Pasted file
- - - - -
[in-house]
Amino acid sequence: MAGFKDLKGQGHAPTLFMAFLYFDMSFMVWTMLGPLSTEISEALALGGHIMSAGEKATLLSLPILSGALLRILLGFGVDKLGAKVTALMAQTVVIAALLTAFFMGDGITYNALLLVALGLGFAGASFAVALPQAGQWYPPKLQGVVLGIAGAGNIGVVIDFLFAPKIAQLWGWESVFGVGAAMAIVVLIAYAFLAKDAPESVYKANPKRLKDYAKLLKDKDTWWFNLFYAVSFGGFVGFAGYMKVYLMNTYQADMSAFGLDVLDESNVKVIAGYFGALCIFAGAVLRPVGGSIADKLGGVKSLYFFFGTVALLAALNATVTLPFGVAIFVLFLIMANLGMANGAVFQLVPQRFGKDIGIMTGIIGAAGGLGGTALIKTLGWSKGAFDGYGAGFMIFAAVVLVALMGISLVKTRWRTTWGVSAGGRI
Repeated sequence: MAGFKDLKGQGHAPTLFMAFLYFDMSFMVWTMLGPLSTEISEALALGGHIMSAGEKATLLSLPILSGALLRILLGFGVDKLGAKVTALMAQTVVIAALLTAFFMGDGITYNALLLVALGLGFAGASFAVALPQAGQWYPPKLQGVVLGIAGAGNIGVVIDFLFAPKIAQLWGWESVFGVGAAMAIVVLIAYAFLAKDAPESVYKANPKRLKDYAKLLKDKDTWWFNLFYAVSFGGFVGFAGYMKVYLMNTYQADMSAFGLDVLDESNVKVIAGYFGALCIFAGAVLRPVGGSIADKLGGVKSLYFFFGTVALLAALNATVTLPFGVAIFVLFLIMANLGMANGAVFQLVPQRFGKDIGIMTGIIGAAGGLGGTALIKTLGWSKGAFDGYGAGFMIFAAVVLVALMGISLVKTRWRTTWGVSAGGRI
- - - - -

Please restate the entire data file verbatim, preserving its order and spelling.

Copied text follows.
[in-house]
Amino acid sequence: MAGFKDLKGQGHAPTLFMAFLYFDMSFMVWTMLGPLSTEISEALALGGHIMSAGEKATLLSLPILSGALLRILLGFGVDKLGAKVTALMAQTVVIAALLTAFFMGDGITYNALLLVALGLGFAGASFAVALPQAGQWYPPKLQGVVLGIAGAGNIGVVIDFLFAPKIAQLWGWESVFGVGAAMAIVVLIAYAFLAKDAPESVYKANPKRLKDYAKLLKDKDTWWFNLFYAVSFGGFVGFAGYMKVYLMNTYQADMSAFGLDVLDESNVKVIAGYFGALCIFAGAVLRPVGGSIADKLGGVKSLYFFFGTVALLAALNATVTLPFGVAIFVLFLIMANLGMANGAVFQLVPQRFGKDIGIMTGIIGAAGGLGGTALIKTLGWSKGAFDGYGAGFMIFAAVVLVALMGISLVKTRWRTTWGVSAGGRI
Repeated sequence: MAGFKDLKGQGHAPTLFMAFLYFDMSFMVWTMLGPLSTEISEALALGGHIMSAGEKATLLSLPILSGALLRILLGFGVDKLGAKVTALMAQTVVIAALLTAFFMGDGITYNALLLVALGLGFAGASFAVALPQAGQWYPPKLQGVVLGIAGAGNIGVVIDFLFAPKIAQLWGWESVFGVGAAMAIVVLIAYAFLAKDAPESVYKANPKRLKDYAKLLKDKDTWWFNLFYAVSFGGFVGFAGYMKVYLMNTYQADMSAFGLDVLDESNVKVIAGYFGALCIFAGAVLRPVGGSIADKLGGVKSLYFFFGTVALLAALNATVTLPFGVAIFVLFLIMANLGMANGAVFQLVPQRFGKDIGIMTGIIGAAGGLGGTALIKTLGWSKGAFDGYGAGFMIFAAVVLVALMGISLVKTRWRTTWGVSAGGRI